A simple way to wash oil-based paint and stain from your hands with two ingredients you already have at home. Best of all is that it’s natural and it actually works to remove oil-based products like spray paint, stain, polyurethane and oil-based paint from your skin.
Are you a messy painter? No matter how careful I am, I seem to always get paint or stain on my hands. This isn’t usually a problem because paint is easy enough to wash off your skin. Except, of course, when that paint is oil-based. That’s a completely different story.
Oil-based paint on your hands is the worst. You go to wash it off, and the water just glides right on over that spot of paint on your finger. A couple months ago, I was painting with oil-based paint. I went to wash it off, and out of habit, brought it to the sink, put it under the running water, and wrapped my hand around the brush to squeeze it. Right away, I knew I had messed up – caught black handed with a hand full of oil-based paint.
Ingredients to Clean Oil-Based Paint from Skin
- Oil (any type works – vegetable, canola, olive)
- Dish soap
Yep, that’s right. All you need to clean up oil-based paint from your skin is two items that you probably already have sitting in your kitchen: dish soap and oil!
If you prefer to watch instead of read, scroll down to the bottom of the post for a video tutorial!
How to Clean Oil-Based Paint from Hands
First, use a paper towel or scrap towel to wipe off any excess paint that might still be wet. This will save you a lot of scrubbing in the next step.
Then, pour a little oil and then dish soap into your hands, and lather them up. Rub the painted skin and it should start to wash off. Sometimes, it helps to use your fingernails to scratch off the initial layer, or I’ve found a nail brush also works well to help remove it. Usually, two round of oil, soap, water and some scrubbing removes the paint.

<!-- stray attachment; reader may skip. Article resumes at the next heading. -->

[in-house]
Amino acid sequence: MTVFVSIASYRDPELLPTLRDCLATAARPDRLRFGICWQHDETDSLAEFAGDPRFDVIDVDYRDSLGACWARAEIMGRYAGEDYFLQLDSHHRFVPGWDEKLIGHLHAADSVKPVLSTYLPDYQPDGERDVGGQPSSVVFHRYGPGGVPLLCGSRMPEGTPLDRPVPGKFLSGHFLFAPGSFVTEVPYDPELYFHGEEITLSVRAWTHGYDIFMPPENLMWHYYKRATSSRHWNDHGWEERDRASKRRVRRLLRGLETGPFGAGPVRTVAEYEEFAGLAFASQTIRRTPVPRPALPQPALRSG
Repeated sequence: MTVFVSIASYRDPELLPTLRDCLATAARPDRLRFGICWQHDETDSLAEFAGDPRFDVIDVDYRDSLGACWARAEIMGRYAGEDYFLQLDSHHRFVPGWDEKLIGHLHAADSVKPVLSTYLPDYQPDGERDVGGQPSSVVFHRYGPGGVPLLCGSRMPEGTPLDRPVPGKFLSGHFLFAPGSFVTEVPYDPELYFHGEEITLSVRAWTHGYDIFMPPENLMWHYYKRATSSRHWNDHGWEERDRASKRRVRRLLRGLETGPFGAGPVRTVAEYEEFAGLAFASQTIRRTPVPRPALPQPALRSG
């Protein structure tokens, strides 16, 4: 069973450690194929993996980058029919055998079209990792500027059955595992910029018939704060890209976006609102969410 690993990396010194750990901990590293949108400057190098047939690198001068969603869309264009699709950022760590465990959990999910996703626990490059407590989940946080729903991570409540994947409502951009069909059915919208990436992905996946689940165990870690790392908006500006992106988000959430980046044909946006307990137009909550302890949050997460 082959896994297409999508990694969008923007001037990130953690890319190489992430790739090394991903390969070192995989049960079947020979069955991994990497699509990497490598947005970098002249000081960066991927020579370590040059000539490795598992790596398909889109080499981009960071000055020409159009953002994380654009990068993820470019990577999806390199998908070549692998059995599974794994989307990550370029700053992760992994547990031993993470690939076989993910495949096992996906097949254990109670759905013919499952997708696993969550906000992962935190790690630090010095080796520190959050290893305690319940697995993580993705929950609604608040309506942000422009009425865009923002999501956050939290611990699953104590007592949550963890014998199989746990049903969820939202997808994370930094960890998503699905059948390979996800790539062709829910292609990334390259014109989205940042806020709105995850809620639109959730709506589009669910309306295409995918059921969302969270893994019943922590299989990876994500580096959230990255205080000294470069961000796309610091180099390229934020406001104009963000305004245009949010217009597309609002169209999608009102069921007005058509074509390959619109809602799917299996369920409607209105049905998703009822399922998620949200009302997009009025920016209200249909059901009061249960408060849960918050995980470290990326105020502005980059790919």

The final step is just to take a clean cloth and wipe off any remaining residue that might be left after washing.
How to Wash Oil-Based Paint and Stain from Brushes
As for cleaning oil-based paint from brushes, I set aside one old glass jar (pickles, applesauce – one with a wide mouth) for cleaning my brushes. I pour about two inches of mineral spirits or paint thinner into the jar (enough to cover the paint on the brush).
Simply swish the brush around, and then wipe the brush with a towel. Often, I will cap off the jar and use it again for my next oil-based project. I usually use the same stuff 3-4 times, and then I dispose of it.
I collect my used mineral spirits/paint thinner in a larger jug in the garage, and then when we go to the hazardous waste facility once a year to dispose of our other household products that should never go into landfills, I bring that jug with me. Auto repair shops and even some hardware stores will also take your used paint thinner, sometimes for a small fee.
Watch Here: How to wash oil-based paint from your skin
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I’m all about taking old pieces an bringing them back to life (which is why I tend to need to use this cleaning trick quite often). I’ve written a full post comparing all the different types of paint to use on furniture and my personal preference on the best type of paint to use on furniture.
You can find that post and a few of my other favorite furniture painting posts below.
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